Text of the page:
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Jeffrey D. Allred, Deseret News
Copper Hills' Emily Larsen (15) and teammates cheer after she took a charge on Lone Peak's Maddy Eaton (5) in the girls 6A semifinal game in Taylorsville on Friday, Feb. 22, 2019. Copper Hills won 51-34.

TAYLORSVILLE — Learning to let an opposing player smash into her while standing stone still wasn’t easy for Emily Larsen.

“At the beginning of the season, I flinched sometimes,” said the senior, whose ability to take a charge helped Copper Hills make history with their first semifinal win in school history — a 51-34 victory over Lone Peak in Friday’s 6A semifinal. “But my coaches helped me, and they just talk to me about it and said it's a mindset and just be in the moment.”

For the senior center, it wasn’t anything special. For her team, the three charging fouls she drew in the fourth quarter provided key defensive stops and massive momentum shifts against a physical, fast, relentless Lone Peak team.

“There's nothing that inspires us more than taking a charge … because the size of our team,” said head coach Ben Morley. “We're not a big team, so the way that we defend the basket is not with shot blockers; we don't have the length. We defend the basket with our help rotations. No matter how much you drill it in practice, it takes a special kind of player that is willing to step up and sacrifice their body. … And (Emily) can't even sit down right now because her tail bone is so sore.”

Larsen took three charges in Copper Hills’ quarterfinal win, and then three more charges to help her team make history. Still, she said was simply doing whatever she could to help her team get to that championship game on Saturday.

“It’s really all about the little things,” she said. “That’s our big emphasis.”

Larsen said her contributions were no more important than any of those made by her teammates. They succeed by doing for each other what they might not want to do for themselves.

“What you're thinking about is, ‘This is gonna help my team,’” she said. “If I can take that charge for my team, I'm going to do it. You don't care about your body; you sacrifice yourself for your team. It's all about the team.”

Larsen finished with 14 points, while Breaunna Gillen added 16 points and 12 rebounds, and Eleyana Tafisi scored 13 points, grabbed eight rebounds, earned five assists and managed three steals.

For Lone Peak, Abby Conlee led the offense with 12 points, while Maddy Eaton added 10 points.

Larsen said the semifinal game has been bittersweet as she and her teammates have played in it the last three years, always coming out on the losing end.

“It feels awesome,” Larsen said. “Honestly, I'm just emotional about it just because it's just so good to get to this game. I'm excited to get one more chance to play with my team.”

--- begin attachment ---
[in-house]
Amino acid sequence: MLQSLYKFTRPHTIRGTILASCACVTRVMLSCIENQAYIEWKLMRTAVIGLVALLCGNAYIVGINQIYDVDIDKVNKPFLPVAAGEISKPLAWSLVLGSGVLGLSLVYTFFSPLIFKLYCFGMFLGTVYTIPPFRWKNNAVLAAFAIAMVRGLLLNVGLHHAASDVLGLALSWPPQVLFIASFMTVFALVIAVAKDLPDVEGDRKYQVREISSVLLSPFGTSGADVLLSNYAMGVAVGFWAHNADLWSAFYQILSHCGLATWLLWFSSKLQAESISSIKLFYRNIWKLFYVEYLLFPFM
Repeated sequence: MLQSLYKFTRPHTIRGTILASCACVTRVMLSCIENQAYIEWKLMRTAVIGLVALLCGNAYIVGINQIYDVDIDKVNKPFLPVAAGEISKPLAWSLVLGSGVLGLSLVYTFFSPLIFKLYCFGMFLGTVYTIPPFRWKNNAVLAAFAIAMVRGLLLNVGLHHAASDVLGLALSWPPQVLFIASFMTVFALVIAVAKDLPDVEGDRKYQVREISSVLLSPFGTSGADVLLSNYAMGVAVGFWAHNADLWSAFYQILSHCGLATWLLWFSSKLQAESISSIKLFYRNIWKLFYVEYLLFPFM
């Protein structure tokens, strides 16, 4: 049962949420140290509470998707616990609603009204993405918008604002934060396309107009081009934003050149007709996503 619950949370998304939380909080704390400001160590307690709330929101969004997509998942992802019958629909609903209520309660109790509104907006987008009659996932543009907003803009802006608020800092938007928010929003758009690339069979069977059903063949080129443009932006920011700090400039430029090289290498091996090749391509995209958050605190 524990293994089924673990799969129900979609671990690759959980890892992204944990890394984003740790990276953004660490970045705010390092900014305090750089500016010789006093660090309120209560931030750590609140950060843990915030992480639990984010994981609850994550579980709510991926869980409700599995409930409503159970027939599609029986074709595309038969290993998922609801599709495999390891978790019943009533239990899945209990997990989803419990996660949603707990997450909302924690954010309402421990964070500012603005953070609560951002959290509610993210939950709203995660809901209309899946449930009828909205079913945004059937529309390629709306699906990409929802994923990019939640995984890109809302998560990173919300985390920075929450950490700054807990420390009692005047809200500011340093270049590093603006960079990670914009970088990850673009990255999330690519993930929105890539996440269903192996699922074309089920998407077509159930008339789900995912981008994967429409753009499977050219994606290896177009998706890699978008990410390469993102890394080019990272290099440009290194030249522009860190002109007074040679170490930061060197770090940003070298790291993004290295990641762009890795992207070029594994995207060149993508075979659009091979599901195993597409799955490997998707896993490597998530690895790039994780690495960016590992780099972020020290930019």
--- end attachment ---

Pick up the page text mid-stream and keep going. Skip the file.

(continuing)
Morley said the team, which is the top-scoring offense in the state, had to rely on its defense to earn the program’s first semifinal win.

“I just couldn't be more proud of this group of girls and the way they battled through the adversity that they that they faced out there,” Morley said. “And it's, you know, been a process of getting better as as a team and just getting to this point where we can finally punch through in this last game. I feel lucky that I have one more day with this team.”

He said the team didn’t discuss the fact that they’d never won a semifinal game.

“To other people, it might have been an issue or something they talked about it, but we didn't even mention that it,” he said. “It was one more obstacle between us and getting to that championship game and that was the goal. Our goal all year long has not been to get past the semifinals; it's been to win the championship. So we're still hungry and we've got one more game.”

Still, for Morley, who led the effort to build the program from mediocrity to a perennial contender, it is a moment that causes some reflection.

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“I can't argue that it's not nice, not only for our team, but for the players who have gone before, who've done their part in building our program, and it's taken a while,” he said. “It's pretty easy to go from bad to good. It's really hard to go from good to great. So I'm really happy for not only the girls, but the school and the community that we represent because it is a seminal moment in that regard. But again, at the same time, we're still short of our goal. So I'll be a lot prouder and happier when we reach that goal 24 hours from now.”

Copper Hills will take on Bingham, a team they beat in a close pre-season contest, after the Miners upset top-ranked, defending 6A champion Fremont in the other semifinal game.